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Booming Outsourcing Biz Gets Boost From LPL-Fortigent Deal

Booming Outsourcing Biz Gets Boost From LPL-Fortigent Deal

Add one more winner to last week’s blockbuster LPL-Fortigent deal: the rapidly growing business of providing outsourcing services to wealth managers.

“LPL’s acquisition of Fortigent deal is a validation of the space and everything those companies are doing,” said David DeVoe, the former Schwab executive who now heads his own consulting firm, DeVoe & Co. in San Francisco. “It’s a sign that growth is accelerating and that the industry continues to win.”

Indeed, industry executives and analysts estimate that the assets serviced by companies who provide performance reporting, rebalancing, data aggregation, manager search, due diligence and other related turnkey asset management platform (TAMP) functions has roughly doubled since 2007.

In the last two years alone, assets at Wilton, Conn.-based Private Client Resources have risen 300 percent to over $60 billion, according to president and chief executive officer Robert Fiore. In 2011, the number of client firms serviced by Marrietta, Ga.-based Interactive Advisory Software grew to nearly 200, a 40 percent jump, said chief executive John Philpott.

And strong demand from wealth managers who are increasingly outsourcing infrastructure and asset management needs has pushed the total platform assets of Envestnet, one of the industry’s biggest players, past $127 billion, said Bill Crager, president of the Chicago-based firm.

“We’ve seen the need for outsourcing on asset management skyrocket since 2007,” Crager said. “Advisors have had to add new asset classes in areas they are not expert in and portfolios have become far more complex. Industry-wide growth has been astronomical as a result.”

Outsourcing firms have also benefitted from the crisis of confidence in the markets following the market crash of 2008 and high-profile scandals personified by Bernard Madoff’s Ponzi scheme, according to Fiore.

“There’s been a surge in the need for transparency since 2008,” Fiore said. “Everyone is demanding superior reporting and really clean data. And during the financial crisis advisors re-focused on their primary business of providing advice to clients and managing relationships. They got out of secondary businesses like aggregation and reporting, which is why you’re seeing such substantial growth in outsourcing.”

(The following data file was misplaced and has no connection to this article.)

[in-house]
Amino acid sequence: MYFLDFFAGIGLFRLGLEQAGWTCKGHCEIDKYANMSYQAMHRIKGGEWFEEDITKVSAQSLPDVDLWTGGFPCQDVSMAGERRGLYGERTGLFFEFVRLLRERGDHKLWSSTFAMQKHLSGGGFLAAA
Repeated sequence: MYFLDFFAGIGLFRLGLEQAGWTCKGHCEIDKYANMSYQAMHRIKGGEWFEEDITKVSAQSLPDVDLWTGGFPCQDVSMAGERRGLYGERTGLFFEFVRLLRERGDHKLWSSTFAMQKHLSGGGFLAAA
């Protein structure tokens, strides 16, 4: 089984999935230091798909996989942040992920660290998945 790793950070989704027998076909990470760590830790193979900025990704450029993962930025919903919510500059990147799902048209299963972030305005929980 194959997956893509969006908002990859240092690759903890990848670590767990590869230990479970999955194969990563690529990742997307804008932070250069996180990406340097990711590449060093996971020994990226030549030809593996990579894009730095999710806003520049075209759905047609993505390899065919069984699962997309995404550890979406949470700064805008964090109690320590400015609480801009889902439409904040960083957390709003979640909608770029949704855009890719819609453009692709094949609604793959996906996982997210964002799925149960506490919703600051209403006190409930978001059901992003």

Growth Seen Continuing

That growth is expected to continue, say industry experts.

“Outsourcing is a very hot sector that advisors are going to continue to turn to and big companies are going to continue to look at entering,” said Robert Testa, senior analyst for Cerulli Associates. “RIAs have limited staffs and it’s difficult for them to conduct manager searches, do due diligence and administer all the operations. Reporting is a particular pain point for them and they’re looking for integrated solutions.”

Nonetheless, Fiore estimates that 70 percent of advisors continue to do reporting and data aggregation in-house, obviously leaving much room for market expansion.

Established players in the field will have an advantage, said Elizabeth Nesvold, managing partner for New York-based investment banking firm Silver Lane Advisors, which advised Fortigent in the LPL deal.

“It’s a huge organic growth opportunity for established companies, but will be much harder for new entrants,” Nesvold said. “It’s a business that requires capital, technology, the right people and time to establish a brand. Those who are already in have a great head start.”

That’s good news for TAMP companies like Advent (which purchased tech standout Black Diamond Performance reporting last year), Callan Associates, RockIt Solutions, SEI, Prima Capital, Adhesion Wealth Advisor Solutions, WealthTouch, Genworth, Tamarac and Orion Advisor Services, as well as Envestnet, Interactive Advisory Software and Private Client Resources.

Challenges for LPL and Fortigent

But the market remains fragmented and many expect consolidation in the next few years. What’s more, all eyes will be on Fortigent and LPL.

Fortigent is expected to benefit from LPL’s deep pockets and stability, while LPL stands to gain from Fortigent’s strong market position among advisors with high and ultra-high-net-worth clients.

But the marriage also carries risks.

Some clients are fearful that Fortigent will lose the boutique quality that made the firm so attractive in the first place. “I love Fortigent the way they are now, but I’m worried that they’ll get dumbed down,” said one client who did not want to be identified.

Other observers cite the risk of cultural, personality and strategic clashes in the future.

“Anytime there’s a transaction there’s a risk of what may happen in the future,” said DeVoe, who specializes in mergers and acquisitions and headed Schwab Advisor Services. “Management may do something different than what was generally expected.”

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